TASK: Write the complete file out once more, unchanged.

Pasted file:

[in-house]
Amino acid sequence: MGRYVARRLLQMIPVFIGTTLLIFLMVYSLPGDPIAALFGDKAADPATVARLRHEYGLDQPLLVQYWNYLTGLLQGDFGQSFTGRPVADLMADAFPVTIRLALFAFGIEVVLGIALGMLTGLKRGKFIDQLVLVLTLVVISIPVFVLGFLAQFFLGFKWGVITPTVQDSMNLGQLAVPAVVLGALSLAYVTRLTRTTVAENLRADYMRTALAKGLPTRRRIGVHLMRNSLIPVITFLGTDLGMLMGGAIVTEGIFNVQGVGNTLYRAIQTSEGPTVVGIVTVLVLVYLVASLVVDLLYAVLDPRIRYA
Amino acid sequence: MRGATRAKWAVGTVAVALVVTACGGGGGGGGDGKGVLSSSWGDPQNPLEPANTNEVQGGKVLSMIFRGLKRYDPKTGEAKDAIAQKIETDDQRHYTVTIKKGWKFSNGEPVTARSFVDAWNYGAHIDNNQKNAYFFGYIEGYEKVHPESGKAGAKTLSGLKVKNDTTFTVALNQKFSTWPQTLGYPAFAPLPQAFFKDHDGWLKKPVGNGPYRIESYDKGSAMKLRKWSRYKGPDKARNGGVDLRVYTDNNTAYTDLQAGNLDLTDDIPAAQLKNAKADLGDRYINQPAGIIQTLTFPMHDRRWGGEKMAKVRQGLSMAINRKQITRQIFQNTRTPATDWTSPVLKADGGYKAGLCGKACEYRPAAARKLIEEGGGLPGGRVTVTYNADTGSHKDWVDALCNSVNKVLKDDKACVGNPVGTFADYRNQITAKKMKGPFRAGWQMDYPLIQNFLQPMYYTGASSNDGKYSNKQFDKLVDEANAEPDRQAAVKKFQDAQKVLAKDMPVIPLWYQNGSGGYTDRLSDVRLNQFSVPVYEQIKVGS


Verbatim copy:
[in-house]
Amino acid sequence: MGRYVARRLLQMIPVFIGTTLLIFLMVYSLPGDPIAALFGDKAADPATVARLRHEYGLDQPLLVQYWNYLTGLLQGDFGQSFTGRPVADLMADAFPVTIRLALFAFGIEVVLGIALGMLTGLKRGKFIDQLVLVLTLVVISIPVFVLGFLAQFFLGFKWGVITPTVQDSMNLGQLAVPAVVLGALSLAYVTRLTRTTVAENLRADYMRTALAKGLPTRRRIGVHLMRNSLIPVITFLGTDLGMLMGGAIVTEGIFNVQGVGNTLYRAIQTSEGPTVVGIVTVLVLVYLVASLVVDLLYAVLDPRIRYA
Amino acid sequence: MRGATRAKWAVGTVAVALVVTACGGGGGGGGDGKGVLSSSWGDPQNPLEPANTNEVQGGKVLSMIFRGLKRYDPKTGEAKDAIAQKIETDDQRHYTVTIKKGWKFSNGEPVTARSFVDAWNYGAHIDNNQKNAYFFGYIEGYEKVHPESGKAGAKTLSGLKVKNDTTFTVALNQKFSTWPQTLGYPAFAPLPQAFFKDHDGWLKKPVGNGPYRIESYDKGSAMKLRKWSRYKGPDKARNGGVDLRVYTDNNTAYTDLQAGNLDLTDDIPAAQLKNAKADLGDRYINQPAGIIQTLTFPMHDRRWGGEKMAKVRQGLSMAINRKQITRQIFQNTRTPATDWTSPVLKADGGYKAGLCGKACEYRPAAARKLIEEGGGLPGGRVTVTYNADTGSHKDWVDALCNSVNKVLKDDKACVGNPVGTFADYRNQITAKKMKGPFRAGWQMDYPLIQNFLQPMYYTGASSNDGKYSNKQFDKLVDEANAEPDRQAAVKKFQDAQKVLAKDMPVIPLWYQNGSGGYTDRLSDVRLNQFSVPVYEQIKVGS